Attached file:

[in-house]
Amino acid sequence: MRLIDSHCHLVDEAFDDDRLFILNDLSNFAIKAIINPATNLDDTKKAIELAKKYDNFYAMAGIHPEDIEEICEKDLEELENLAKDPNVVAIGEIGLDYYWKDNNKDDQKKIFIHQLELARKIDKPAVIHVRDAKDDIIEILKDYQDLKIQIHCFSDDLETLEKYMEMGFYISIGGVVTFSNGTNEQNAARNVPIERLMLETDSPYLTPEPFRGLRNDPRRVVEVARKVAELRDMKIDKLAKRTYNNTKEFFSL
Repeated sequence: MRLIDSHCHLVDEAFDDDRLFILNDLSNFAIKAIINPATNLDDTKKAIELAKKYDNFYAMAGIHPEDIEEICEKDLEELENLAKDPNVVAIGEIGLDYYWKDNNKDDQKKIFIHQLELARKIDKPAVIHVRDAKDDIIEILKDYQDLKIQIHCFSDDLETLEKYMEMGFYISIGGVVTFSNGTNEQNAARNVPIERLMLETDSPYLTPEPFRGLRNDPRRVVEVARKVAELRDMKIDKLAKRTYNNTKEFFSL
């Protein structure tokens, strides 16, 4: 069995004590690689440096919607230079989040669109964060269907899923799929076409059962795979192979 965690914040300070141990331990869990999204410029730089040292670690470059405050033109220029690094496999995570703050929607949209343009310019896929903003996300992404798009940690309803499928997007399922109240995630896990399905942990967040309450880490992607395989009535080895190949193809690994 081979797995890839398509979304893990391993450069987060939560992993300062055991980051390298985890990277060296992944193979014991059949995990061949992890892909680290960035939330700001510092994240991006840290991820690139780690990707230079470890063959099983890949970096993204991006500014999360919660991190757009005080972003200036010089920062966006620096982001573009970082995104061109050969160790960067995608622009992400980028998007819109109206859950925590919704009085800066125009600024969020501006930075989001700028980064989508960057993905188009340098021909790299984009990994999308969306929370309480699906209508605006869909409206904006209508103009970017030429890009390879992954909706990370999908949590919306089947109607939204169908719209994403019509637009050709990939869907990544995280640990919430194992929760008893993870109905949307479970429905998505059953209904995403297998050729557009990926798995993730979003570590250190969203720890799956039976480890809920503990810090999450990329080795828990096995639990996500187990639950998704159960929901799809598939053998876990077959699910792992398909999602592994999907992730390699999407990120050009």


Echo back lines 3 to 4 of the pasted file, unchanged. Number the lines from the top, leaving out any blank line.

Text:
Repeated sequence: MRLIDSHCHLVDEAFDDDRLFILNDLSNFAIKAIINPATNLDDTKKAIELAKKYDNFYAMAGIHPEDIEEICEKDLEELENLAKDPNVVAIGEIGLDYYWKDNNKDDQKKIFIHQLELARKIDKPAVIHVRDAKDDIIEILKDYQDLKIQIHCFSDDLETLEKYMEMGFYISIGGVVTFSNGTNEQNAARNVPIERLMLETDSPYLTPEPFRGLRNDPRRVVEVARKVAELRDMKIDKLAKRTYNNTKEFFSL
């Protein structure tokens, strides 16, 4: 069995004590690689440096919607230079989040669109964060269907899923799929076409059962795979192979 965690914040300070141990331990869990999204410029730089040292670690470059405050033109220029690094496999995570703050929607949209343009310019896929903003996300992404798009940690309803499928997007399922109240995630896990399905942990967040309450880490992607395989009535080895190949193809690994 081979797995890839398509979304893990391993450069987060939560992993300062055991980051390298985890990277060296992944193979014991059949995990061949992890892909680290960035939330700001510092994240991006840290991820690139780690990707230079470890063959099983890949970096993204991006500014999360919660991190757009005080972003200036010089920062966006620096982001573009970082995104061109050969160790960067995608622009992400980028998007819109109206859950925590919704009085800066125009600024969020501006930075989001700028980064989508960057993905188009340098021909790299984009990994999308969306929370309480699906209508605006869909409206904006209508103009970017030429890009390879992954909706990370999908949590919306089947109607939204169908719209994403019509637009050709990939869907990544995280640990919430194992929760008893993870109905949307479970429905998505059953209904995403297998050729557009990926798995993730979003570590250190969203720890799956039976480890809920503990810090999450990329080795828990096995639990996500187990639950998704159960929901799809598939053998876990077959699910792992398909999602592994999907992730390699999407990120050009």